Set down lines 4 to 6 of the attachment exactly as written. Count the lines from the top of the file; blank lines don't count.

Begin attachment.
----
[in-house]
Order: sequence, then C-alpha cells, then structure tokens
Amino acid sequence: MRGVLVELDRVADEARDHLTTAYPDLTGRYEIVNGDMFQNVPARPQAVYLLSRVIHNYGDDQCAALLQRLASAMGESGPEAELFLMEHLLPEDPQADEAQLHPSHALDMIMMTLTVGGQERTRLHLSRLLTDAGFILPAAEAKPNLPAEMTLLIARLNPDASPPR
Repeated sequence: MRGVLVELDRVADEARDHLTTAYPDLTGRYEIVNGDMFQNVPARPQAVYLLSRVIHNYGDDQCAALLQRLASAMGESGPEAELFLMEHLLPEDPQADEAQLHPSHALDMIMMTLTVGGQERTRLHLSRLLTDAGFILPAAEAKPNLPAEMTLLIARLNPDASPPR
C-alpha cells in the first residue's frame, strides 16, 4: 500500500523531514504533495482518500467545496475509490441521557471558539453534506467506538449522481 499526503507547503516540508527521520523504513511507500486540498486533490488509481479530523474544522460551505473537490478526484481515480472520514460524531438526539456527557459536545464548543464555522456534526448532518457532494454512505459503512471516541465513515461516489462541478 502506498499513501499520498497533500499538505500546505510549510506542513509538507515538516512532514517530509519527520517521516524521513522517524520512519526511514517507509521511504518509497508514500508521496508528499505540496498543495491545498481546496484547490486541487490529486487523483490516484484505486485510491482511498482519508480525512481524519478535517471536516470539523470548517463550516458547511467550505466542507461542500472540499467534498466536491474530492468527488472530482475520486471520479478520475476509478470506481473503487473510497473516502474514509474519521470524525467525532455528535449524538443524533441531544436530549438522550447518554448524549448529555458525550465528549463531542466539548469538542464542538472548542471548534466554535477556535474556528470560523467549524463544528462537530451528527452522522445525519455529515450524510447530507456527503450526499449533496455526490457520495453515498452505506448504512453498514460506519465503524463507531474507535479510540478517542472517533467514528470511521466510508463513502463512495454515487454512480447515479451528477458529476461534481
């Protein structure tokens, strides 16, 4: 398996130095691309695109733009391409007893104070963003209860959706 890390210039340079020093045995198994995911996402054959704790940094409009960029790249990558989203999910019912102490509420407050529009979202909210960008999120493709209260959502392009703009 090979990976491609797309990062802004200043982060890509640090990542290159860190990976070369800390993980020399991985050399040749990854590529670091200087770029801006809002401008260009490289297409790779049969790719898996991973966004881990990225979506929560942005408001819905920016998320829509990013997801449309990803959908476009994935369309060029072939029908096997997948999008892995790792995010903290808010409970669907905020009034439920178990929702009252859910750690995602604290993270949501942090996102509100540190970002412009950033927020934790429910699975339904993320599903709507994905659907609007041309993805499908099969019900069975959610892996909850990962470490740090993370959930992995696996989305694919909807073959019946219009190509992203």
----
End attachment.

Repeated sequence: MRGVLVELDRVADEARDHLTTAYPDLTGRYEIVNGDMFQNVPARPQAVYLLSRVIHNYGDDQCAALLQRLASAMGESGPEAELFLMEHLLPEDPQADEAQLHPSHALDMIMMTLTVGGQERTRLHLSRLLTDAGFILPAAEAKPNLPAEMTLLIARLNPDASPPR
C-alpha cells in the first residue's frame, strides 16, 4: 500500500523531514504533495482518500467545496475509490441521557471558539453534506467506538449522481 499526503507547503516540508527521520523504513511507500486540498486533490488509481479530523474544522460551505473537490478526484481515480472520514460524531438526539456527557459536545464548543464555522456534526448532518457532494454512505459503512471516541465513515461516489462541478 502506498499513501499520498497533500499538505500546505510549510506542513509538507515538516512532514517530509519527520517521516524521513522517524520512519526511514517507509521511504518509497508514500508521496508528499505540496498543495491545498481546496484547490486541487490529486487523483490516484484505486485510491482511498482519508480525512481524519478535517471536516470539523470548517463550516458547511467550505466542507461542500472540499467534498466536491474530492468527488472530482475520486471520479478520475476509478470506481473503487473510497473516502474514509474519521470524525467525532455528535449524538443524533441531544436530549438522550447518554448524549448529555458525550465528549463531542466539548469538542464542538472548542471548534466554535477556535474556528470560523467549524463544528462537530451528527452522522445525519455529515450524510447530507456527503450526499449533496455526490457520495453515498452505506448504512453498514460506519465503524463507531474507535479510540478517542472517533467514528470511521466510508463513502463512495454515487454512480447515479451528477458529476461534481
């Protein structure tokens, strides 16, 4: 398996130095691309695109733009391409007893104070963003209860959706 890390210039340079020093045995198994995911996402054959704790940094409009960029790249990558989203999910019912102490509420407050529009979202909210960008999120493709209260959502392009703009 090979990976491609797309990062802004200043982060890509640090990542290159860190990976070369800390993980020399991985050399040749990854590529670091200087770029801006809002401008260009490289297409790779049969790719898996991973966004881990990225979506929560942005408001819905920016998320829509990013997801449309990803959908476009994935369309060029072939029908096997997948999008892995790792995010903290808010409970669907905020009034439920178990929702009252859910750690995602604290993270949501942090996102509100540190970002412009950033927020934790429910699975339904993320599903709507994905659907609007041309993805499908099969019900069975959610892996909850990962470490740090993370959930992995696996989305694919909807073959019946219009190509992203």